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Year's charity efforts see Burness Paull donate £36,000

1 February 2019

Three charities which support children with life-threatening conditions have received a total of £36,000 from Burness Paull's charitable efforts in 2018.

The firm's offices, in Aberdeen, Glasgow and Edinburgh, raised more than £18,000 with a wide range of fundraising events, and all funds raised were matched by the Burness Paull Foundation, the firm's charitable trust set up in 2015.

The Children's Hospice Association Scotland (CHAS) received more than £22,000 after being chosen by staff at the Edinburgh office. Colin Brown, who works as property director in the office, lost his nine-month-old daughter Eilish to the rare genetic condition Krabbe Disease in 2014. CHAS supported Colin and his wife Kirsten after Eilish’s diagnosis. 

Mr Brown said: “The CHAS staff were professional and caring to the very end of Eilish’s life and beyond, in their support for us and our family. Having seen their wonderful work at first hand, I suggested the Edinburgh office could make CHAS its chosen charity in 2018. This was agreed in a vote and I’m delighted we have raised so much money to help other parents unfortunate enough to find themselves in need of the support of CHAS.”

He and 16 Burness Paull colleagues abseiled off the Forth Bridge as part of the fundraising efforts. Another idea involved each office raffling off a day's extra annual leave.

The Glasgow office raised more than £8,000 for Project GO, a family fund set up by Nick and Kirsty Ohly, whose two young boys were diagnosed with the fatal genetic disease Duchenne Muscular Dystrophy. Fundraising efforts included a skydive by trainee solicitor Daniel Hannah.

Kirsty Ohly said: "Nick and I are so grateful that Burness Paull adopted Project GO as its Glasgow office charity in 2018. Ten years ago, the future was bleak for boys like Owen and George, but the rapid advances in medical science and gene therapy mean there is real hope of finally finding a cure for Duchenne. We are determined to make a difference for our sons and all families affected."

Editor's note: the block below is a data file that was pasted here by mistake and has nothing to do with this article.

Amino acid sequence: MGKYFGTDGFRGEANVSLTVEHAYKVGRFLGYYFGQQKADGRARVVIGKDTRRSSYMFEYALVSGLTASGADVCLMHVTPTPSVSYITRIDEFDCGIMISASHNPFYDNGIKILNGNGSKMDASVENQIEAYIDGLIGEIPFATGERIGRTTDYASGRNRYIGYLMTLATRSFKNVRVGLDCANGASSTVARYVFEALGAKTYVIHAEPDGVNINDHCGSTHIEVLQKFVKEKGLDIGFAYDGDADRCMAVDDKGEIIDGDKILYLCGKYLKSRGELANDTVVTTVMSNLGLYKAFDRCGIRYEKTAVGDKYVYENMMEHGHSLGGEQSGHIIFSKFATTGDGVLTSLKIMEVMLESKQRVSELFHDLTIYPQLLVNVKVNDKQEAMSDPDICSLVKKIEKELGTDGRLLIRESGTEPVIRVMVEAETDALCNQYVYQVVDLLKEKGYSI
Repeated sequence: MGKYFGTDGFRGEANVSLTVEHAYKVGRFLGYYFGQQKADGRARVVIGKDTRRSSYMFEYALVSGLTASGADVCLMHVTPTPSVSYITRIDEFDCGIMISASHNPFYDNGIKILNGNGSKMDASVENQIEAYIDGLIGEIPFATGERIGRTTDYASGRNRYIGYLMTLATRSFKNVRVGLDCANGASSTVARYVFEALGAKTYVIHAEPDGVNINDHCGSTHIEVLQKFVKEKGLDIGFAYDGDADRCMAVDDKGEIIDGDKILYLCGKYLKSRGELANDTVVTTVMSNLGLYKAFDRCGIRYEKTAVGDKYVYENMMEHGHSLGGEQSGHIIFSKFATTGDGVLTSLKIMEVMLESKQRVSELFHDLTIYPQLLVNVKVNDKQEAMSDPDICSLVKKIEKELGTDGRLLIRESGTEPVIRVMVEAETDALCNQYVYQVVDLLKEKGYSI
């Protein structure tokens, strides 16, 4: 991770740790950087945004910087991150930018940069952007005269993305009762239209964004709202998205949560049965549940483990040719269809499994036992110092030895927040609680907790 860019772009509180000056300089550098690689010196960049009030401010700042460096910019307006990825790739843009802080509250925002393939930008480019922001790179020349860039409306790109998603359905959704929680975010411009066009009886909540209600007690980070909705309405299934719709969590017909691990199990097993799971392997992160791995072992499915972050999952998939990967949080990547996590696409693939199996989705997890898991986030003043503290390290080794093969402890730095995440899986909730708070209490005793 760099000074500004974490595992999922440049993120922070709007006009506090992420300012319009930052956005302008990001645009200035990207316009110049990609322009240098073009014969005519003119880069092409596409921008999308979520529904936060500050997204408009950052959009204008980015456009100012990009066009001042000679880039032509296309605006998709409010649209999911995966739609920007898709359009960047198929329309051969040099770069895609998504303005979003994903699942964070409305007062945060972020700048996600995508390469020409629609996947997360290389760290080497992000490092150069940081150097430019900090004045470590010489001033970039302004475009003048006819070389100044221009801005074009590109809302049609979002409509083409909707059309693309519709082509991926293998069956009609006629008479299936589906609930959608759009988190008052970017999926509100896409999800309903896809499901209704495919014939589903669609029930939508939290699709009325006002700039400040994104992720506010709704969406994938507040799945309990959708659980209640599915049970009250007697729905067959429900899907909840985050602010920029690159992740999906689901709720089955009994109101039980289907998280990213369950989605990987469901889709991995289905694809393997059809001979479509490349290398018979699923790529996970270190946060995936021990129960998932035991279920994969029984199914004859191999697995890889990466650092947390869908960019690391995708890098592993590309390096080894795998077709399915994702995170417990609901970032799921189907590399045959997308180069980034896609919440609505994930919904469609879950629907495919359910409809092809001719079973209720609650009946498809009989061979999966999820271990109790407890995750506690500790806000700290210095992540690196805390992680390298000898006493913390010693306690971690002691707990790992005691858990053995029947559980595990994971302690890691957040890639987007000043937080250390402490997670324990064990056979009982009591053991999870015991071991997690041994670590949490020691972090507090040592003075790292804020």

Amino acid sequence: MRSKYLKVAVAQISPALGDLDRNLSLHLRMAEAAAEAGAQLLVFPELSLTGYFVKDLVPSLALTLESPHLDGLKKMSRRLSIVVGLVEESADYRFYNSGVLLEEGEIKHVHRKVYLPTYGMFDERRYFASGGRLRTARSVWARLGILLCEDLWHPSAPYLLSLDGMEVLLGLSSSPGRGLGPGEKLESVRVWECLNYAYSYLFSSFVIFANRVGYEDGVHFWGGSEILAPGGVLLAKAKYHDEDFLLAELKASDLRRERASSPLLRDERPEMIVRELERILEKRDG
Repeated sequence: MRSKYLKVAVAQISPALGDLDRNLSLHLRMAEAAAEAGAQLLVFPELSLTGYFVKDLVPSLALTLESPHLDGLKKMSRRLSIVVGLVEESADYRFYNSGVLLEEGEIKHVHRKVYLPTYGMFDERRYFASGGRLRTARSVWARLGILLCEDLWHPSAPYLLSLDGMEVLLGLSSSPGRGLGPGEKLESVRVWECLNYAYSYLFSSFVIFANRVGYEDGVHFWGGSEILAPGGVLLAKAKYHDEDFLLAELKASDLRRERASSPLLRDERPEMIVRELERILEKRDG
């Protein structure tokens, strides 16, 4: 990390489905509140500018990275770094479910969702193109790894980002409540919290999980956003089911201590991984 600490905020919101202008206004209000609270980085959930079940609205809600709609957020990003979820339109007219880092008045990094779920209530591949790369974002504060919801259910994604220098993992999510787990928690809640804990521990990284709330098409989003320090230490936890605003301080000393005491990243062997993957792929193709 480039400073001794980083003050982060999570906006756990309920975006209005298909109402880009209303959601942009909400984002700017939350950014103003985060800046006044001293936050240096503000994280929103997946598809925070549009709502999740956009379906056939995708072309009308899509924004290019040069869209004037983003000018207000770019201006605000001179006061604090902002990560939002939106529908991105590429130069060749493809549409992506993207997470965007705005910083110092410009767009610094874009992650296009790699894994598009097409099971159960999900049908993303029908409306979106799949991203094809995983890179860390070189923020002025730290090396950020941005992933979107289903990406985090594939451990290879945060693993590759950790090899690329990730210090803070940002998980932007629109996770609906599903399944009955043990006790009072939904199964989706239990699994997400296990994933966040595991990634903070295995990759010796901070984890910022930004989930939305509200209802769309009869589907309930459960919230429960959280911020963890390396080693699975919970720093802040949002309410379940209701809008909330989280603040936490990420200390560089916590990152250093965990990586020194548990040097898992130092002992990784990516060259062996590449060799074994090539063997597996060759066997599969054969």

In Aberdeen, £6,000 was raised for Charlie House, a charity which supports babies, children and young people with life-threatening and life-limiting conditions, and their families.

It was founded in 2011 by Aberdeen mum Tracy Johnstone, who went into premature labour with twins and lost daughter Eva after only one day. Twin brother Louis spent most of his first year in hospital and required 24-hour, seven-day care. Tracy and husband Craig experienced the lack of specific support for families with such complex needs in the Aberdeen area, and Charlie House was born.

Lindsay Wallace, chair of the Burness Paull Foundation, commented: "Burness Paull’s employees have raised a huge amount for the charities they chose in each of their offices. Over the past 12 months, employees have baked, skydived, hiked and cycled their way to a raise a total of over £18,000 for the charities.

"Their efforts are making a real difference to three amazing causes – and to children and their families across Scotland who need their support. The Burness Paull Foundation was delighted to support their efforts by matching the sums raised."

 

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